High income countries such as Sweden, the Netherlands, the UK and Spain have managed to stabilise their incidence of dementia by changing the way they approach mental and physical health in early to mid-life.
They modified how they deal with dementia risk factors. These include their diets, smoking, depression, physical inactivity, lack of sufficient cognitive stimulation and risk of non-communicable diseases such as diabetes and hypertension.
Africa, however, is likely to see a rise in dementia over the next decades. This is for two reasons: its ageing population, an increase in non-communicable diseases and the effects of the HIV pandemic.
Worldwide, there’s an estimated 47 million people living with dementia with 10 million new cases diagnosed each year. The latest Alzheimer’s Disease International report predicts that by 2050, there will be 130 million people living with dementia. About 70% of those people will be from low and middle income countries.
Challenges of a developing country
The increase in non-communicable diseases such as diabetes and hypertension in Africa over the last few decades come as people adopt aspects of the Western diet - including high sugar and fat content. This burden is most prominent among poor people living in urban settings.
South Africa accounts for 17% of the global burden of HIV infection. HIV is associated with cognitive decline leading to HIV-associated dementia (HAD). About 10% of people receiving highly active antiretroviral therapy (HAART) have this dementia, with annual increase of 1%. Another 20 to 30% are diagosed with the less severe forms of HIV-associated neurocognitive disorder.
HIV-associated dementia affects younger adults but there may be an increase in older HIV/AIDS survivors on highly active antiretrovirals. Older adults may be at risk of both HIV-associated dementia and dementia disorders such as Alzheimer’s or vascular disease.
Statistics show rapid increases in the number of older people, especially in low and middle income countries. In 2013, people older than 60 made up 11.7% of the world’s population. This will grow to 21.1% by 2050 - more than 2 billion people.
Dementia is an umbrella term describing problems people with various brain disorders have that affect their ability to conduct activities of daily living independently. Symptoms of dementia include the sudden or gradual decline in the ability to remember recent events, poorer ability to make complex decisions and plans or keep track of finances.
Researchers and pharmaceutical companies worldwide have failed to produce drugs to cure dementia. During the course of Alzheimer’s disease, two proteins build up in the brain to form structures. This leads to the loss of connections between nerve cells, and eventually to nerve cell death and loss of brain tissue.
Although drugs can slow memory decline or temporarily enhance neuro-transmission and alleviate behavioural symptoms, there is no turning back from dementia.
Research to help people understand the disorder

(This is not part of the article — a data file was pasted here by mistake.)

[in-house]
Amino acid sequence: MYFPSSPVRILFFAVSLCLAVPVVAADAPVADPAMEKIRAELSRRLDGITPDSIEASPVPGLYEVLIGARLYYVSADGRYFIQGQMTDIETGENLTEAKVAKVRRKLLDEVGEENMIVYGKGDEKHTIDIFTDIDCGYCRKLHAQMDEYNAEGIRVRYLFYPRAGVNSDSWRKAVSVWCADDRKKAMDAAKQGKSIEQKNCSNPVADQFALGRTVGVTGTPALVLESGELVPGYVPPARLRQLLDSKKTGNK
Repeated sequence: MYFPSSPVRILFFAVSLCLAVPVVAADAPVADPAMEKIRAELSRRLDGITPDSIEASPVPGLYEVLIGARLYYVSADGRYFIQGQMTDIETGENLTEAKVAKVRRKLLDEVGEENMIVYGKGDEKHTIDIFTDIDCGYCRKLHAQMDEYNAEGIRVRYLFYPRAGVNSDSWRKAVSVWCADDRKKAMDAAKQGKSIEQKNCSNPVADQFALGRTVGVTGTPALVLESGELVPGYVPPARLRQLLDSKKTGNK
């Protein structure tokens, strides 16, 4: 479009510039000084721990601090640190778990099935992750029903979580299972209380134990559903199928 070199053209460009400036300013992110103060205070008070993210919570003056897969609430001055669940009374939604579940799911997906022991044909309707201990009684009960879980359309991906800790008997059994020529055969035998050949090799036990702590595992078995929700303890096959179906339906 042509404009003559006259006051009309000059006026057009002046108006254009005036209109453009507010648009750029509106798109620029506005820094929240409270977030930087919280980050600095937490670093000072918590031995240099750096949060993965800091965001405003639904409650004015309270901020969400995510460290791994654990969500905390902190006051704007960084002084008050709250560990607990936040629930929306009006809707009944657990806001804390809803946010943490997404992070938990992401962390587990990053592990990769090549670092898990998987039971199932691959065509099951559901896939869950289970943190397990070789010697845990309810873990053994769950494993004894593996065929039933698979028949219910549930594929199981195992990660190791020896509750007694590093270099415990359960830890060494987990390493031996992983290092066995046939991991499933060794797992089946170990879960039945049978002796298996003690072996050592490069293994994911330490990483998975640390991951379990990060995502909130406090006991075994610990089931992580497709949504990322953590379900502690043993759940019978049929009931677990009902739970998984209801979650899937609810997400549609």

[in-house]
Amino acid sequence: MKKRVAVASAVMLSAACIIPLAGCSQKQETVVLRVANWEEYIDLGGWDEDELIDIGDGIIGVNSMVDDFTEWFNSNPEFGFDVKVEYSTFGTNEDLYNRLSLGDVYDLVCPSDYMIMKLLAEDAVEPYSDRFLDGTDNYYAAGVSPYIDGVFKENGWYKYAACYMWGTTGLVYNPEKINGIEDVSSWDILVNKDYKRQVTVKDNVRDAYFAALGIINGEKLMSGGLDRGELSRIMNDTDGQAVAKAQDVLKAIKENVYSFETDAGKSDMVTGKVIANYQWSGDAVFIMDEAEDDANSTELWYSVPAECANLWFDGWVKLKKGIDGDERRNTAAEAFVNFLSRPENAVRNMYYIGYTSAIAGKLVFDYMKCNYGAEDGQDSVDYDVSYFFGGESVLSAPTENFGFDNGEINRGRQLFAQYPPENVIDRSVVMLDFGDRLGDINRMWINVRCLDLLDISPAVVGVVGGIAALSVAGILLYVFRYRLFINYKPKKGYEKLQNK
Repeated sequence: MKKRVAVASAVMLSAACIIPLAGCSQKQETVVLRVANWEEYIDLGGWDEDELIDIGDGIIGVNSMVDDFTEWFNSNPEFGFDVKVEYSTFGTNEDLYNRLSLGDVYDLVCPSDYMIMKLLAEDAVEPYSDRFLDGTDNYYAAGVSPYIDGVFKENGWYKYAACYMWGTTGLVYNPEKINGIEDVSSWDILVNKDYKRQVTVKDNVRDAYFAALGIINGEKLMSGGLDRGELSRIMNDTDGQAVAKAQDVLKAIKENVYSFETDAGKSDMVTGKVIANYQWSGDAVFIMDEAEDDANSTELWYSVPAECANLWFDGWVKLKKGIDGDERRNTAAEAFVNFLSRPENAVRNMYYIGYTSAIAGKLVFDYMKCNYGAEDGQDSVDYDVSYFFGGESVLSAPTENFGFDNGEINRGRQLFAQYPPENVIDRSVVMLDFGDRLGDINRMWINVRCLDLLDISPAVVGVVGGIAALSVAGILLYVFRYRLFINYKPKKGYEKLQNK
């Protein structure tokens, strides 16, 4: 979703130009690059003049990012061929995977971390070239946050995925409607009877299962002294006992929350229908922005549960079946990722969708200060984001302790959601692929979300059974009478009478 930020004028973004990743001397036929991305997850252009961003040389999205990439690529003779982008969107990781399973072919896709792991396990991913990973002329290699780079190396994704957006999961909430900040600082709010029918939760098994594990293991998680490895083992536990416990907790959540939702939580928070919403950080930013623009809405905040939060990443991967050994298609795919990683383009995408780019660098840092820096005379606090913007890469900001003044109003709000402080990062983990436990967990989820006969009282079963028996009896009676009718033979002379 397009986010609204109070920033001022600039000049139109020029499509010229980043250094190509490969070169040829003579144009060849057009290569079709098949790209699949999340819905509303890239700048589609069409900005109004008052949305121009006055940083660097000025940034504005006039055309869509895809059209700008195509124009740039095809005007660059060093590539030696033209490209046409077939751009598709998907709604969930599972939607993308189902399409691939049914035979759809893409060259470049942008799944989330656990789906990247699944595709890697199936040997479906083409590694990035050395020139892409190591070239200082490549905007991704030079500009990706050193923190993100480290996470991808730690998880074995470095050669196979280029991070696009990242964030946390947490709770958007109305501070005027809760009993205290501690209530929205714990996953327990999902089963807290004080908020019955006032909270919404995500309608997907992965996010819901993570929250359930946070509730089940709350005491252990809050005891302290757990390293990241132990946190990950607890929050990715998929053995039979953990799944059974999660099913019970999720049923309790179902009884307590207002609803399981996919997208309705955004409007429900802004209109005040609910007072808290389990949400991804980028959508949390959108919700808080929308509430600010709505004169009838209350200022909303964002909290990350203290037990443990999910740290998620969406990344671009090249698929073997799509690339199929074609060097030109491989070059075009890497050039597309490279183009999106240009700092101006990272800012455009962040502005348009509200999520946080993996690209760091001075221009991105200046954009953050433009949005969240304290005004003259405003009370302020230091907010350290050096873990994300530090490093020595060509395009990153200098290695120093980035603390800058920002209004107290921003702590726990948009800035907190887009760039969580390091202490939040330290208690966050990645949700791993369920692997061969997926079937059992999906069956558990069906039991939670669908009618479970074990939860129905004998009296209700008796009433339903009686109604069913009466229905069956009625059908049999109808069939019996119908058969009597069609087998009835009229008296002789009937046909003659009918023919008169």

In South Africa, there is little data on dementia. A study at the University of the Free State suggested a prevalence of 6%, similar to figures worldwide. But death certificates seldom document Alzheimer’s disease or other dementia. This means it does not feature high in statistics on causes of mortality or on burden of disease.
To redress the lack of prevalence data, we launched collaborative studies with Dementia SA. We piloted culturally and educationally fair cognitive tests for dementia screening in Khayelitsha.
In addition, medical students assessed knowledge, awareness and beliefs about dementia in the township. Our study showed there is low awareness and knowledge about dementia among urban Xhosa-speaking people.
Although most people surveyed were tolerant towards people with dementia, nearly one in five knew of an older person who had been abused because of dementia. Abuse included being locked in the house, stolen from, starved, verbally and physically abused, neglected and raped.
A community health worker has a discussion on dementia with a woman in the Eastern Cape.supplied
We are also working with the Donald Woods Foundation and Dementia-SA on a large dementia prevalence study in the rural Eastern Cape. Our study revealed that highly skilled and local community health outreach workers are crucial to successfully screen, provide health care services and follow up dementia cases.
Also, an innovative speaking book, in isiXhosa and English, helps us share educational information across all age groups about understanding and caring for persons living with dementia.
Government should step in
To prevent and reduce dementia, the South African government should introduce policies to modify lifestyle factors. Researchers argue that policy planning should be balanced across investing in research aimed towards reducing risk, early detection, and improving care after diagnosis.
Although HIV-associated dementia is a particular problem for Africa, other forms of dementia such as Alzheimer’s disease have common risk factors worldwide. Any research should be in line with international perspectives. In 2012 British Prime Minister David Cameron launched the National Dementia Challenge. It aimed to:
- Make sure health and social care systems could deal with the crisis
- Radically step up research into cures and treatments
- Get society involved.
In South Africa we are a few steps behind the UK. Dementia Knowledge and awareness is lower, while stigma and abuse appear higher. People need to know how and where to find help for relatives. Better access to clinics providing diagnostic services and informed care is also needed.
Older people’s needs and rights should be integrated into national health policies across all sectors - protecting vulnerable people with dementia from abuse and neglect should be a priority.
Image: Africa from Shutterstock